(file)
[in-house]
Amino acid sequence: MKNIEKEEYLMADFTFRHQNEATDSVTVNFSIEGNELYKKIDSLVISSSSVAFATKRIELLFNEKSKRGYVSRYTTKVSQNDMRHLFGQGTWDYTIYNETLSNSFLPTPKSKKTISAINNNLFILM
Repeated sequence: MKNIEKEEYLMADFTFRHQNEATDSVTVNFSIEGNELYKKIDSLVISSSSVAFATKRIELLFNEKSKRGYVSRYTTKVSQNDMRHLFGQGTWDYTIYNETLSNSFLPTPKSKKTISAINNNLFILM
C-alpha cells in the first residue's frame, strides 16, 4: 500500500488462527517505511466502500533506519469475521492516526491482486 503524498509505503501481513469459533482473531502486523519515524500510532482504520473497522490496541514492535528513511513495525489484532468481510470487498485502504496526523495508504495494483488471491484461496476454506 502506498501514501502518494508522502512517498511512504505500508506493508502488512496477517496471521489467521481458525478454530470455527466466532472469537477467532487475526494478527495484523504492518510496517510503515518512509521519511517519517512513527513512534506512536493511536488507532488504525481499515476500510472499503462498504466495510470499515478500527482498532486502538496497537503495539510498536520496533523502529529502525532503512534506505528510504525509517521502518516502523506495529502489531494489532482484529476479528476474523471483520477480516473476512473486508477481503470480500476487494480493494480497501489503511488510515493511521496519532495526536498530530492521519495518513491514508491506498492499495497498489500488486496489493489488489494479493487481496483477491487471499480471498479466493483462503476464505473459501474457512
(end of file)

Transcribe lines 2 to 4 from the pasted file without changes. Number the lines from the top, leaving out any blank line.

Amino acid sequence: MKNIEKEEYLMADFTFRHQNEATDSVTVNFSIEGNELYKKIDSLVISSSSVAFATKRIELLFNEKSKRGYVSRYTTKVSQNDMRHLFGQGTWDYTIYNETLSNSFLPTPKSKKTISAINNNLFILM
Repeated sequence: MKNIEKEEYLMADFTFRHQNEATDSVTVNFSIEGNELYKKIDSLVISSSSVAFATKRIELLFNEKSKRGYVSRYTTKVSQNDMRHLFGQGTWDYTIYNETLSNSFLPTPKSKKTISAINNNLFILM
C-alpha cells in the first residue's frame, strides 16, 4: 500500500488462527517505511466502500533506519469475521492516526491482486 503524498509505503501481513469459533482473531502486523519515524500510532482504520473497522490496541514492535528513511513495525489484532468481510470487498485502504496526523495508504495494483488471491484461496476454506 502506498501514501502518494508522502512517498511512504505500508506493508502488512496477517496471521489467521481458525478454530470455527466466532472469537477467532487475526494478527495484523504492518510496517510503515518512509521519511517519517512513527513512534506512536493511536488507532488504525481499515476500510472499503462498504466495510470499515478500527482498532486502538496497537503495539510498536520496533523502529529502525532503512534506505528510504525509517521502518516502523506495529502489531494489532482484529476479528476474523471483520477480516473476512473486508477481503470480500476487494480493494480497501489503511488510515493511521496519532495526536498530530492521519495518513491514508491506498492499495497498489500488486496489493489488489494479493487481496483477491487471499480471498479466493483462503476464505473459501474457512